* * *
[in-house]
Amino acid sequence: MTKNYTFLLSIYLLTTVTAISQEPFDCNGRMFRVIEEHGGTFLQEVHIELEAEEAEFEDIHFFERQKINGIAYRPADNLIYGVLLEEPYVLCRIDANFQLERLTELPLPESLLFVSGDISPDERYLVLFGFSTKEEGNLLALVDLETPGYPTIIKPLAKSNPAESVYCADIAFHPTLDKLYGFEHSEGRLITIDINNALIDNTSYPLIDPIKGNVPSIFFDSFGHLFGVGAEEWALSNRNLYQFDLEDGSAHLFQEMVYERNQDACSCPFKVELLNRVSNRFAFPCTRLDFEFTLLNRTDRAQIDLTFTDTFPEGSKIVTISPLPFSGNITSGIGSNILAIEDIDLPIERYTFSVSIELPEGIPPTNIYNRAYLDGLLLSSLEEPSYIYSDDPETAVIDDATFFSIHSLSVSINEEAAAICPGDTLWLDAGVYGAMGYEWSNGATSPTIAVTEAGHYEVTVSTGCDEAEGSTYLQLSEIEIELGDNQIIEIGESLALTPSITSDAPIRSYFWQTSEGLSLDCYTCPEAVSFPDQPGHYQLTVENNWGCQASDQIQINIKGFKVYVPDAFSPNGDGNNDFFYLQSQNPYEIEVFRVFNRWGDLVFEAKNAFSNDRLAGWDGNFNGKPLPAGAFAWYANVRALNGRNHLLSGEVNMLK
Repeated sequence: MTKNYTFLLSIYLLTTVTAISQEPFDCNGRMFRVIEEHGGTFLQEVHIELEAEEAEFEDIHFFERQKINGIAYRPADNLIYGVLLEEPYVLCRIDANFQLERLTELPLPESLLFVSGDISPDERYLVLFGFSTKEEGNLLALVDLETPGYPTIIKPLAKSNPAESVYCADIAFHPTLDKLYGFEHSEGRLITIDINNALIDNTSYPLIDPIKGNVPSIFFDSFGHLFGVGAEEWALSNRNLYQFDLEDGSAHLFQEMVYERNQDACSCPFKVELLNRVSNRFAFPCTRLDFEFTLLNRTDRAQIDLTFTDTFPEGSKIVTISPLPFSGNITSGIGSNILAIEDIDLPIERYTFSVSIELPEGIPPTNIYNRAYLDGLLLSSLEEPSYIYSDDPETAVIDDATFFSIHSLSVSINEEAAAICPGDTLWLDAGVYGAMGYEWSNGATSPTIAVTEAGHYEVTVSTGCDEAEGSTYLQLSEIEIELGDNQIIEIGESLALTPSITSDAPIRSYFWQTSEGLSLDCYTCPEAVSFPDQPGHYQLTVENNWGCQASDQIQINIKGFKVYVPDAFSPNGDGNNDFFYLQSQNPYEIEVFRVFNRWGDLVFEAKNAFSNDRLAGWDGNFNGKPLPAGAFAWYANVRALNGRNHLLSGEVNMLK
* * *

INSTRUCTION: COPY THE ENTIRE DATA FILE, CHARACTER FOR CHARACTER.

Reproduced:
[in-house]
Amino acid sequence: MTKNYTFLLSIYLLTTVTAISQEPFDCNGRMFRVIEEHGGTFLQEVHIELEAEEAEFEDIHFFERQKINGIAYRPADNLIYGVLLEEPYVLCRIDANFQLERLTELPLPESLLFVSGDISPDERYLVLFGFSTKEEGNLLALVDLETPGYPTIIKPLAKSNPAESVYCADIAFHPTLDKLYGFEHSEGRLITIDINNALIDNTSYPLIDPIKGNVPSIFFDSFGHLFGVGAEEWALSNRNLYQFDLEDGSAHLFQEMVYERNQDACSCPFKVELLNRVSNRFAFPCTRLDFEFTLLNRTDRAQIDLTFTDTFPEGSKIVTISPLPFSGNITSGIGSNILAIEDIDLPIERYTFSVSIELPEGIPPTNIYNRAYLDGLLLSSLEEPSYIYSDDPETAVIDDATFFSIHSLSVSINEEAAAICPGDTLWLDAGVYGAMGYEWSNGATSPTIAVTEAGHYEVTVSTGCDEAEGSTYLQLSEIEIELGDNQIIEIGESLALTPSITSDAPIRSYFWQTSEGLSLDCYTCPEAVSFPDQPGHYQLTVENNWGCQASDQIQINIKGFKVYVPDAFSPNGDGNNDFFYLQSQNPYEIEVFRVFNRWGDLVFEAKNAFSNDRLAGWDGNFNGKPLPAGAFAWYANVRALNGRNHLLSGEVNMLK
Repeated sequence: MTKNYTFLLSIYLLTTVTAISQEPFDCNGRMFRVIEEHGGTFLQEVHIELEAEEAEFEDIHFFERQKINGIAYRPADNLIYGVLLEEPYVLCRIDANFQLERLTELPLPESLLFVSGDISPDERYLVLFGFSTKEEGNLLALVDLETPGYPTIIKPLAKSNPAESVYCADIAFHPTLDKLYGFEHSEGRLITIDINNALIDNTSYPLIDPIKGNVPSIFFDSFGHLFGVGAEEWALSNRNLYQFDLEDGSAHLFQEMVYERNQDACSCPFKVELLNRVSNRFAFPCTRLDFEFTLLNRTDRAQIDLTFTDTFPEGSKIVTISPLPFSGNITSGIGSNILAIEDIDLPIERYTFSVSIELPEGIPPTNIYNRAYLDGLLLSSLEEPSYIYSDDPETAVIDDATFFSIHSLSVSINEEAAAICPGDTLWLDAGVYGAMGYEWSNGATSPTIAVTEAGHYEVTVSTGCDEAEGSTYLQLSEIEIELGDNQIIEIGESLALTPSITSDAPIRSYFWQTSEGLSLDCYTCPEAVSFPDQPGHYQLTVENNWGCQASDQIQINIKGFKVYVPDAFSPNGDGNNDFFYLQSQNPYEIEVFRVFNRWGDLVFEAKNAFSNDRLAGWDGNFNGKPLPAGAFAWYANVRALNGRNHLLSGEVNMLK